Wednesday, March 27, 2019

Short Film: Final Curtain (USA, 1957)

OK, a wasted life  prides (?) itself as being a blog "about obscure, trashy, fun, bad and fabulous films". That's why we are finally going to present a truly obscure and bad and fun in its own way (and questionable, at best, when it comes to trashy and fabulous) short film by everyone favourite (and tragic) auteur of badness, the great Edward D. Wood, Jr (10 Oct 1924 – 10 Dec 1978). And no, the short we want to look at is not one of the many porn loops he worked on in his alcohol-fueled twilight days.
What we have here is a 20-odd-minute-long short film written and directed by Wood entitled Final Curtain that he made as the pilot episode for an anthology TV series he hoped to sell, Portraits in Terror and/or Journeys into Terror. (Different sources give different names.) Final Curtain is, of course, all Ed Wood in every way and anything but a viable commercial pilot episode, neither now or back in the "innocent" Eisenhower years. It went nowhere, of course. So Wood reused parts of it in his later feature film, Night of the Ghouls (1959 / a trailer / full movie).

Like so much of Wood's production, the short was long thought lost, but then Jason Insalaco and Jonathan Harris found and restored the short and premiered it at Slamdancein in Park City, Utah, on January 23, 2012. (Insalaco is related to an Ed Wood regular, actor Paul Marco [10 June 1927 – 14 May 2006], and a dedicated Wood archivist.) Supposedly a second episode was also filmed entitled The Night the Banshee Cried, but if so, the film is still lost.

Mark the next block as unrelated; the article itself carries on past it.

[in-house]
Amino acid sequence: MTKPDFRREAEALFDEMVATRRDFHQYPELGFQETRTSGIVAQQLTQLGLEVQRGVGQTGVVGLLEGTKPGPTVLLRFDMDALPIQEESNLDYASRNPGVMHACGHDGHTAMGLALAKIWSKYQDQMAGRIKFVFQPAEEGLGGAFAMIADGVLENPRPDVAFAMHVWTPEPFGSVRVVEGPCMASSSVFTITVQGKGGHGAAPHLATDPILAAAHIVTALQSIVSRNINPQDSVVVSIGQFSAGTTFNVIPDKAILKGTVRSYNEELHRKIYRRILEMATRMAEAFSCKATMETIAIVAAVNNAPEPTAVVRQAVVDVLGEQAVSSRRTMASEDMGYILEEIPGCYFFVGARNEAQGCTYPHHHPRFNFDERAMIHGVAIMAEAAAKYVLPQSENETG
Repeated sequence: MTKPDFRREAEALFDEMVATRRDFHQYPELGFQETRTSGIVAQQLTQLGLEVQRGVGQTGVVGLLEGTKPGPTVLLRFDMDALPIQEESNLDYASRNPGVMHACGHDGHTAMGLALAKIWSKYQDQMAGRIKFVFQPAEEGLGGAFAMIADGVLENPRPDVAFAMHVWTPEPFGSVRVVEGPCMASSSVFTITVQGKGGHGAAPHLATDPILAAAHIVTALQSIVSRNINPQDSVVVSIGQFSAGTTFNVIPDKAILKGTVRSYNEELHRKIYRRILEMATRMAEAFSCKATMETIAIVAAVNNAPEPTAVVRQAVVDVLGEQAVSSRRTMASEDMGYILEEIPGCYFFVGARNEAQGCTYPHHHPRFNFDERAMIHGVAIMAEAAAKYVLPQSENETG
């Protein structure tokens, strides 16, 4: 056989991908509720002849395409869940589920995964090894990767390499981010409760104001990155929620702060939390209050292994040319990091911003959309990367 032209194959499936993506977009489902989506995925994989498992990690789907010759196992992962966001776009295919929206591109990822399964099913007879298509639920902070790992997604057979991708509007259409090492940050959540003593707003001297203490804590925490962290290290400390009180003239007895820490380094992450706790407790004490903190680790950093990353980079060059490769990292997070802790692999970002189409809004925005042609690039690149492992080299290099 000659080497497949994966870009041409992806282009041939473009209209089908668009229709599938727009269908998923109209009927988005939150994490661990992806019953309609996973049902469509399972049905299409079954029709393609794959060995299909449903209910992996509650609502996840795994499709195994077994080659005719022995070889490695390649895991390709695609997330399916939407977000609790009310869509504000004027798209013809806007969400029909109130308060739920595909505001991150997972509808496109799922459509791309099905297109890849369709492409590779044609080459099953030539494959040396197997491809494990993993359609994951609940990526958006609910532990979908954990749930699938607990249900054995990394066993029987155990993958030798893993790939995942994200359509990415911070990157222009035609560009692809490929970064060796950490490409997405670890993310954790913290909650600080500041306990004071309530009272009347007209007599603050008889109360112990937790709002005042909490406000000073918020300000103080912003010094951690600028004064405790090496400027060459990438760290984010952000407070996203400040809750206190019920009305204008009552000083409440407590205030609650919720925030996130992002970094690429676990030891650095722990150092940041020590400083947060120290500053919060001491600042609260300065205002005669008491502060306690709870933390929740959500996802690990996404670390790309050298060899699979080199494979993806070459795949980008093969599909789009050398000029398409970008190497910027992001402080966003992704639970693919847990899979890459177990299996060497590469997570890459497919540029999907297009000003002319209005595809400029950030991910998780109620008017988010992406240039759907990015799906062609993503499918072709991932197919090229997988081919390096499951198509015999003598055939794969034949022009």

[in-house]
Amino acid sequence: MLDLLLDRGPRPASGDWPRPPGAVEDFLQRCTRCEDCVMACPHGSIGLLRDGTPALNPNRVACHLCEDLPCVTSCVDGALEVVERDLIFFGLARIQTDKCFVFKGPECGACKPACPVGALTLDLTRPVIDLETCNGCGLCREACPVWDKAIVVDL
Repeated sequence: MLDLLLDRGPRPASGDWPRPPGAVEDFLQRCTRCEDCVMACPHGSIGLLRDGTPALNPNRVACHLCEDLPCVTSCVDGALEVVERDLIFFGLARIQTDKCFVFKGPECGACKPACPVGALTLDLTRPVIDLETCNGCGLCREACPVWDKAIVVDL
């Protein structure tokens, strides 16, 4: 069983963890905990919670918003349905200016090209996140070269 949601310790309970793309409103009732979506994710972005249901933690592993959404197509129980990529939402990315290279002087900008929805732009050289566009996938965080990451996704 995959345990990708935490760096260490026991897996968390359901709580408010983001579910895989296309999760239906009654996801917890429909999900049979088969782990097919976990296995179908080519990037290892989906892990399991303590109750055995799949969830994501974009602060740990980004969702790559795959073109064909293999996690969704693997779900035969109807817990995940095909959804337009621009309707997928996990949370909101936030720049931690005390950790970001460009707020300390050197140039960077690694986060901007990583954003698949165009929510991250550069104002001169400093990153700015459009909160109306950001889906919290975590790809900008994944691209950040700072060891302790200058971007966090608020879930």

Despite the hyperbolic narration read by Dudley "Eros" Manlove (11 June 1914 – 17 April 1996), of the decidedly interesting C-film The Creation of the Humanoids (1962 / trailer/ full movie) & Wood's Plan 9 from Outer Space (1959 / trailer / full movie) nothing much happens in Final Curtain. It is however, surprisingly well shot — but then, Wood also seems to be aiming more for mood than action (a shame that the moody effectiveness of the almost expressionistic cinematography wasn't matched in the voiceover). But as for action, well, there ain't any: basically, an unnamed actor (Duke Moore, [15 July 1913 – 16 Nov 1976], "an American actor who has the distinction of spending his entire on-screen career in productions by Ed Wood") wanders around a theatre after the last performance of his play pontificating, eventually meets a living mannequin (Jenny Stevens) and then well, goes to bed (sorta)...

"The best Ed Wood comes dangerously close to the world of experimental film artists of the era, such as Kenneth Anger and Man Ray," film historian Rob Craig told the New York Times in 2012. "His best films are abstract, surreal and highly symbolic…what he created was nothing short of magical — and utterly unique." 
Los Angeles Magazine, 2015

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